^ Austin Lucas, "Killing Time" Immortal Americans  (Cornelius Chapel, 18)
- Black Lillies, "Ten Years" Stranger to Me  (Attack Monkey, 18)
- Bottle Rockets, "Kerosene" Bottle Rockets  (East Side Digital, 93)
- Malcolm Holcombe, "I Don't Wanna Disappear (w/Iris Dement)" Come Hell or High Water  (Gypsy Eyes, 18)  D
- War & Treaty, "Here is Where the Loving is At (w/Emmylou Harris)" Healing Tide  (Strong World, 18)
- Andrew Combs, "Expectations" 5 Covers & a Song  (New West, 18)
- Shooter Jennings, "Living in a Minor Key" Shooter  (Elektra, 18)
- Ryan Culwell, "Heaven Everywhere I Go" Last American  (Culwell, 18)
- Waxahatchee, "Chapel of Pines" Great Thunder EP  (Merge, 18)
- John Hiatt, "Cry to Me" Eclipse Sessions  (New West, 18)  D
- Alynda Segarra, "Drunken Angel" Blaze: Original Cast Recording  (Light in the Attic, 18)  D

On our radar for the weeks to come are new projects from Kristina Murray, JP Harris and Bottle Rockets.  We've already laid our ears upon the new Adam Faucett, and look forward to digging into that collection.  And we've previously expressed the opinion that movies about music are some of the most difficult to get right.  We're tentatively looking forward to the forthcoming Blaze Foley film, based on an overlooked book by his former partner.  Here's your ROUTES-cast for this week:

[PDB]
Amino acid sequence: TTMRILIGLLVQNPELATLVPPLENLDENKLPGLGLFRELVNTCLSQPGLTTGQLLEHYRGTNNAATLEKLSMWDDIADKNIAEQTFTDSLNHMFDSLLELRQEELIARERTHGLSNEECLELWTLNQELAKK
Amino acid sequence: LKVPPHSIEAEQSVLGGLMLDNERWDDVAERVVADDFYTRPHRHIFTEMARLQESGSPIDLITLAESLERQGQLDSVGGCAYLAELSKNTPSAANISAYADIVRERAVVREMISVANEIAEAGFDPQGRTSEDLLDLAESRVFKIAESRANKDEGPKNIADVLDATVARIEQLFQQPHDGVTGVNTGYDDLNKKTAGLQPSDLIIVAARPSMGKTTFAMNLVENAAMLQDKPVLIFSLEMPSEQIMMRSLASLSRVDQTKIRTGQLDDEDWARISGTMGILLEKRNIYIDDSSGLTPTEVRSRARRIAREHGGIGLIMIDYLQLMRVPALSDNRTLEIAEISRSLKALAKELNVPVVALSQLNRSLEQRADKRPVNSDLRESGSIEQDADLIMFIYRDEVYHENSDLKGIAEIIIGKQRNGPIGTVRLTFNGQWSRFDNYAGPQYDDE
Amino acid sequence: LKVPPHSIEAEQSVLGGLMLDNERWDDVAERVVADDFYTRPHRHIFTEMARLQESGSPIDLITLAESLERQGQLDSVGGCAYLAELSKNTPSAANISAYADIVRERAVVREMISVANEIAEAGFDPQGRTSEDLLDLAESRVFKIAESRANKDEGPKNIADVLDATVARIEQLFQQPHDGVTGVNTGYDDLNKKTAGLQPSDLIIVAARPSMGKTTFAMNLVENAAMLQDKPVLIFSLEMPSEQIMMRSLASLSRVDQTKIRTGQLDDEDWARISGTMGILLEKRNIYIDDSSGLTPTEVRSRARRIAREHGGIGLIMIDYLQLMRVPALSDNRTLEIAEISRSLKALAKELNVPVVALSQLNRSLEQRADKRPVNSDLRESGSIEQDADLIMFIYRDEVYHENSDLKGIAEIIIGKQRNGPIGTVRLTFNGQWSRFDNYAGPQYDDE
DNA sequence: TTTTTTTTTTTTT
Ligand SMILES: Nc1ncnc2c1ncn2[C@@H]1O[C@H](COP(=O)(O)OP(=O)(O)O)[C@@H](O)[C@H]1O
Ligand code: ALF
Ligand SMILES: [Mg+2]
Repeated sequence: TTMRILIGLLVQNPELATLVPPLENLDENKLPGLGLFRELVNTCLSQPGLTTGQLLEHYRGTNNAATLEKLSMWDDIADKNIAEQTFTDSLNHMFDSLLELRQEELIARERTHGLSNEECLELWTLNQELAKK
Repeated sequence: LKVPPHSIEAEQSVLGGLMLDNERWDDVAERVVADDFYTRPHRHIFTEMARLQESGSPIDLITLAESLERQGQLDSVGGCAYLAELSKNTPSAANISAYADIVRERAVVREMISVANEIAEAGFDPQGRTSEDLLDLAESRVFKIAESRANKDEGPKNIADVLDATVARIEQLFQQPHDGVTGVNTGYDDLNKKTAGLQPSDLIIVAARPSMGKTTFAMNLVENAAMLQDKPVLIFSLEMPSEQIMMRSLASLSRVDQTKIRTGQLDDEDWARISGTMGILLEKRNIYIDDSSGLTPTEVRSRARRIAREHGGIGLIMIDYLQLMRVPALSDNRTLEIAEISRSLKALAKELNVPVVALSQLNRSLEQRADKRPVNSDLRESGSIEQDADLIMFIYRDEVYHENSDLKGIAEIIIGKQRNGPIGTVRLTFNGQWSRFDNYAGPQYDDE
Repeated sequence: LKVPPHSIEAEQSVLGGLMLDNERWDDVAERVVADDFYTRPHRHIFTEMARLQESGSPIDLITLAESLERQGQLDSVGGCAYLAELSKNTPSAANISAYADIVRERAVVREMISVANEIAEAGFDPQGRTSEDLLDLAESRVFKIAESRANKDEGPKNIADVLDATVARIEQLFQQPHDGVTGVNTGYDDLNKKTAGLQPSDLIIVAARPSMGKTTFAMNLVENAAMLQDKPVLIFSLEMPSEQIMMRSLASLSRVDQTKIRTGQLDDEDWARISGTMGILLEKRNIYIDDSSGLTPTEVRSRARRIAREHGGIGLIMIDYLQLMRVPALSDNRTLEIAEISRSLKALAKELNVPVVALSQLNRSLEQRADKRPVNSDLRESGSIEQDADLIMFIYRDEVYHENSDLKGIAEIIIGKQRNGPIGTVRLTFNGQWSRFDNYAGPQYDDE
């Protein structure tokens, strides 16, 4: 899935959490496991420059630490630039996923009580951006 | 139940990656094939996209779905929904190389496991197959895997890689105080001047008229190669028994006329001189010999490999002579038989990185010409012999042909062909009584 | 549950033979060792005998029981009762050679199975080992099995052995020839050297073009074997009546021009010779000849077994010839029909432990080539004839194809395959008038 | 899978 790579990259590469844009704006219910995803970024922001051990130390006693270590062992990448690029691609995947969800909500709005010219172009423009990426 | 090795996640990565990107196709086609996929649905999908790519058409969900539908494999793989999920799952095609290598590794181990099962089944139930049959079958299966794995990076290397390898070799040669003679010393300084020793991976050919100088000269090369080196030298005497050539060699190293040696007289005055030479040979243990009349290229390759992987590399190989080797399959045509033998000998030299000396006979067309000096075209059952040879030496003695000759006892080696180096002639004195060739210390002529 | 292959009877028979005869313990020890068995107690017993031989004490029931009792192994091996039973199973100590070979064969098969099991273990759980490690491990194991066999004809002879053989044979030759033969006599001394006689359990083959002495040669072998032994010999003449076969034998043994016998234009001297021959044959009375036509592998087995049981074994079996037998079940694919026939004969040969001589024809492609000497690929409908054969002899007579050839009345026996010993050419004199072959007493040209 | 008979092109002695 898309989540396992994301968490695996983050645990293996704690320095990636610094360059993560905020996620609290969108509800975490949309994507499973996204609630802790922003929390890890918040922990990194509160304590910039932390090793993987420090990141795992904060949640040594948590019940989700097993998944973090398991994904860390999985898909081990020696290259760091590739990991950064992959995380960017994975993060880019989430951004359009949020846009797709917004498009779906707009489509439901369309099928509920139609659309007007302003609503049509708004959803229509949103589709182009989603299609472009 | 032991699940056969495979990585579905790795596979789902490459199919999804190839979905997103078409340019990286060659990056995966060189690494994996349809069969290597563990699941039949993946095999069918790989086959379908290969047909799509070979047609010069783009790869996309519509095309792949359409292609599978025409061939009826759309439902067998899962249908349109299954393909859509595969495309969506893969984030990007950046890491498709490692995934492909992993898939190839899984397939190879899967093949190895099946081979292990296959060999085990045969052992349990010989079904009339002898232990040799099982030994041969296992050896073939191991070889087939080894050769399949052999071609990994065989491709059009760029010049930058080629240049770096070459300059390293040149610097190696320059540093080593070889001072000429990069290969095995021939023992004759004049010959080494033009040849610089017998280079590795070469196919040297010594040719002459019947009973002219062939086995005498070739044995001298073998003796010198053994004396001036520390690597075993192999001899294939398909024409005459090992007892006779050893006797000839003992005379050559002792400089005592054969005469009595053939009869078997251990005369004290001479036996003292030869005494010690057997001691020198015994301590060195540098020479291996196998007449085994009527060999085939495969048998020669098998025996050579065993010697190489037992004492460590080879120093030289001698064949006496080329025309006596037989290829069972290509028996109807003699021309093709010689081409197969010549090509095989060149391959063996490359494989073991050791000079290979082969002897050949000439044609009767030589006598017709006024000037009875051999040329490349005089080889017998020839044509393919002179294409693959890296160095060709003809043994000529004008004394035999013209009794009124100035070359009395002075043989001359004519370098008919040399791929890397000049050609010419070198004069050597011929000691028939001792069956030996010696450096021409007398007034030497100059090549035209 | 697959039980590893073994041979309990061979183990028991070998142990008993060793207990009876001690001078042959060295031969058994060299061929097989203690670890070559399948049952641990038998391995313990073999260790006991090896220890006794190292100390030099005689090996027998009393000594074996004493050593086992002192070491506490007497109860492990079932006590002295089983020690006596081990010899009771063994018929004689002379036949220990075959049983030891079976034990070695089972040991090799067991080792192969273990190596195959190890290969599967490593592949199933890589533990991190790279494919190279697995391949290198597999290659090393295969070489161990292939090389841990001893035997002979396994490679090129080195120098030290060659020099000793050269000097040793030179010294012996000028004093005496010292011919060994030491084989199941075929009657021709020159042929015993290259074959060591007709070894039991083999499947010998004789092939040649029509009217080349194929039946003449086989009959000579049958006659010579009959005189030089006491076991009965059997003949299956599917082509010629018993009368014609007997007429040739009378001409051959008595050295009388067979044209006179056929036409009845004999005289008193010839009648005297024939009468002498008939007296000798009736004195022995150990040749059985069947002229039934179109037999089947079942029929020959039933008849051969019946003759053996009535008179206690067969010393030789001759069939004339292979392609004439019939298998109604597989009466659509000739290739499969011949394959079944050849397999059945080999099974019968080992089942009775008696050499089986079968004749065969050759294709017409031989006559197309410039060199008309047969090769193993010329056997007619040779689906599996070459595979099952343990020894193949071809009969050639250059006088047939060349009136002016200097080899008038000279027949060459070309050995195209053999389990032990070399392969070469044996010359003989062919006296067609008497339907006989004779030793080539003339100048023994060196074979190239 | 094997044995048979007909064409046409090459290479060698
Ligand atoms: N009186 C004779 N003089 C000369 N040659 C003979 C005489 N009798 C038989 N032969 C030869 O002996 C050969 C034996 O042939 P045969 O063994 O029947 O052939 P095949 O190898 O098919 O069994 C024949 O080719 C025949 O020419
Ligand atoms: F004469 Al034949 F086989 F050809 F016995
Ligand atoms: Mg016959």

Monday, August 06, 2018


by Kris Wixom
ROUTES & BRANCHES 
featuring the very best of americana, alt.country and roots music
August 5, 2018
Scott Foley, purveyor of dust

The cover of Israel Nash's Lifted looks like a crowded canvas from Howard Finster's folk art.  Or maybe one of those shadow boxes, where seemingly unrelated curios collect to form a personally meaningful tableau.  Fact is, there's a lot going on on his fifth studio record, which is also indicative of what happens when the music starts.